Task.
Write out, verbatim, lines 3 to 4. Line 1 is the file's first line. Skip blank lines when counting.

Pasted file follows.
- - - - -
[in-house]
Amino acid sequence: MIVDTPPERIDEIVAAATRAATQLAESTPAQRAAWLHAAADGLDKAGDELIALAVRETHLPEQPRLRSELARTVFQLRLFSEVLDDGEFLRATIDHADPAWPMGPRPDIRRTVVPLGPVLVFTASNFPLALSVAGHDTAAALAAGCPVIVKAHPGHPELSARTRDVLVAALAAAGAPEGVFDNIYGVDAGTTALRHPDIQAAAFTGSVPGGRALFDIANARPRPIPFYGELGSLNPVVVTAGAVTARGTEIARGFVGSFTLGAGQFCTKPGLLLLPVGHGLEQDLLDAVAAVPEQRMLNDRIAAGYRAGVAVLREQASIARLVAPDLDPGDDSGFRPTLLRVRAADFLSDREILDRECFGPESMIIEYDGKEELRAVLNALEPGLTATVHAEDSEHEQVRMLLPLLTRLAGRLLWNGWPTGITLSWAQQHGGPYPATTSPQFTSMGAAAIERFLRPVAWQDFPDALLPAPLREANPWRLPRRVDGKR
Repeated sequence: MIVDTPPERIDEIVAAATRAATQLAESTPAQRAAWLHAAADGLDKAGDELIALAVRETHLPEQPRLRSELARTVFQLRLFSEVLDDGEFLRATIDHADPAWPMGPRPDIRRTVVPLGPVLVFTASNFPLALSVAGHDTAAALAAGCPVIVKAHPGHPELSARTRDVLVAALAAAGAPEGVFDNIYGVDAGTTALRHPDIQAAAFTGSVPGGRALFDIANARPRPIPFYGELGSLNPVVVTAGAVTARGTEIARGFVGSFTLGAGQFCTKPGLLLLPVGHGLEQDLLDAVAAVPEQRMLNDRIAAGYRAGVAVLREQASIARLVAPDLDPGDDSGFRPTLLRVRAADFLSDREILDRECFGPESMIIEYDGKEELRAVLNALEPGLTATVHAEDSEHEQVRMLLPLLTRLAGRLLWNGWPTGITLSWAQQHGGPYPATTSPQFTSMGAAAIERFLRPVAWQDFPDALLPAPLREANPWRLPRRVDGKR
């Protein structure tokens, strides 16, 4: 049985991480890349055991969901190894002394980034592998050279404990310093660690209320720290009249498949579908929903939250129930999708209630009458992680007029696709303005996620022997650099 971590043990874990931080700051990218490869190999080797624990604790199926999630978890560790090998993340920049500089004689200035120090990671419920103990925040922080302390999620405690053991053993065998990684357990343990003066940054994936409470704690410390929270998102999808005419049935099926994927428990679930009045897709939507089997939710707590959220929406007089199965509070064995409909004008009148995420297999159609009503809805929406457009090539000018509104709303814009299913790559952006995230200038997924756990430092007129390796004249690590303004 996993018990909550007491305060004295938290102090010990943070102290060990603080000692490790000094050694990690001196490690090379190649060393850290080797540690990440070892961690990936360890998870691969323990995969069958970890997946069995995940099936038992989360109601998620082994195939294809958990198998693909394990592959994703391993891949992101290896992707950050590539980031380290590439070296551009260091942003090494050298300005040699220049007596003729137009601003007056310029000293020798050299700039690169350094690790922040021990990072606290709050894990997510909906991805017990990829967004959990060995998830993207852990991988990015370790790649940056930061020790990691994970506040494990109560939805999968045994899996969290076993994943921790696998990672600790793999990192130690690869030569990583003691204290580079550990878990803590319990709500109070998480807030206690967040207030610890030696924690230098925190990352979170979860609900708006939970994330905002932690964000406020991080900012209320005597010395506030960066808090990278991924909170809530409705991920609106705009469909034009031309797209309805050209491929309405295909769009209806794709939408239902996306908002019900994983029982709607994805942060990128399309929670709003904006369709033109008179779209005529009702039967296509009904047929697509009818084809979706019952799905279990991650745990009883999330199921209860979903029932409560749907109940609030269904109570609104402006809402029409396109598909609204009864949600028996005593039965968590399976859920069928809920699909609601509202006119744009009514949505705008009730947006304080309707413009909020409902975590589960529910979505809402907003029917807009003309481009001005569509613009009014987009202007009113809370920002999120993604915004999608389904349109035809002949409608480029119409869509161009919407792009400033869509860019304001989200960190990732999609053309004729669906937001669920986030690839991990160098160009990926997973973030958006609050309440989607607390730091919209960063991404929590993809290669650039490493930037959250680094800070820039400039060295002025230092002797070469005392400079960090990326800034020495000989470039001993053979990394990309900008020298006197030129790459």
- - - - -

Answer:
Repeated sequence: MIVDTPPERIDEIVAAATRAATQLAESTPAQRAAWLHAAADGLDKAGDELIALAVRETHLPEQPRLRSELARTVFQLRLFSEVLDDGEFLRATIDHADPAWPMGPRPDIRRTVVPLGPVLVFTASNFPLALSVAGHDTAAALAAGCPVIVKAHPGHPELSARTRDVLVAALAAAGAPEGVFDNIYGVDAGTTALRHPDIQAAAFTGSVPGGRALFDIANARPRPIPFYGELGSLNPVVVTAGAVTARGTEIARGFVGSFTLGAGQFCTKPGLLLLPVGHGLEQDLLDAVAAVPEQRMLNDRIAAGYRAGVAVLREQASIARLVAPDLDPGDDSGFRPTLLRVRAADFLSDREILDRECFGPESMIIEYDGKEELRAVLNALEPGLTATVHAEDSEHEQVRMLLPLLTRLAGRLLWNGWPTGITLSWAQQHGGPYPATTSPQFTSMGAAAIERFLRPVAWQDFPDALLPAPLREANPWRLPRRVDGKR
């Protein structure tokens, strides 16, 4: 049985991480890349055991969901190894002394980034592998050279404990310093660690209320720290009249498949579908929903939250129930999708209630009458992680007029696709303005996620022997650099 971590043990874990931080700051990218490869190999080797624990604790199926999630978890560790090998993340920049500089004689200035120090990671419920103990925040922080302390999620405690053991053993065998990684357990343990003066940054994936409470704690410390929270998102999808005419049935099926994927428990679930009045897709939507089997939710707590959220929406007089199965509070064995409909004008009148995420297999159609009503809805929406457009090539000018509104709303814009299913790559952006995230200038997924756990430092007129390796004249690590303004 996993018990909550007491305060004295938290102090010990943070102290060990603080000692490790000094050694990690001196490690090379190649060393850290080797540690990440070892961690990936360890998870691969323990995969069958970890997946069995995940099936038992989360109601998620082994195939294809958990198998693909394990592959994703391993891949992101290896992707950050590539980031380290590439070296551009260091942003090494050298300005040699220049007596003729137009601003007056310029000293020798050299700039690169350094690790922040021990990072606290709050894990997510909906991805017990990829967004959990060995998830993207852990991988990015370790790649940056930061020790990691994970506040494990109560939805999968045994899996969290076993994943921790696998990672600790793999990192130690690869030569990583003691204290580079550990878990803590319990709500109070998480807030206690967040207030610890030696924690230098925190990352979170979860609900708006939970994330905002932690964000406020991080900012209320005597010395506030960066808090990278991924909170809530409705991920609106705009469909034009031309797209309805050209491929309405295909769009209806794709939408239902996306908002019900994983029982709607994805942060990128399309929670709003904006369709033109008179779209005529009702039967296509009904047929697509009818084809979706019952799905279990991650745990009883999330199921209860979903029932409560749907109940609030269904109570609104402006809402029409396109598909609204009864949600028996005593039965968590399976859920069928809920699909609601509202006119744009009514949505705008009730947006304080309707413009909020409902975590589960529910979505809402907003029917807009003309481009001005569509613009009014987009202007009113809370920002999120993604915004999608389904349109035809002949409608480029119409869509161009919407792009400033869509860019304001989200960190990732999609053309004729669906937001669920986030690839991990160098160009990926997973973030958006609050309440989607607390730091919209960063991404929590993809290669650039490493930037959250680094800070820039400039060295002025230092002797070469005392400079960090990326800034020495000989470039001993053979990394990309900008020298006197030129790459």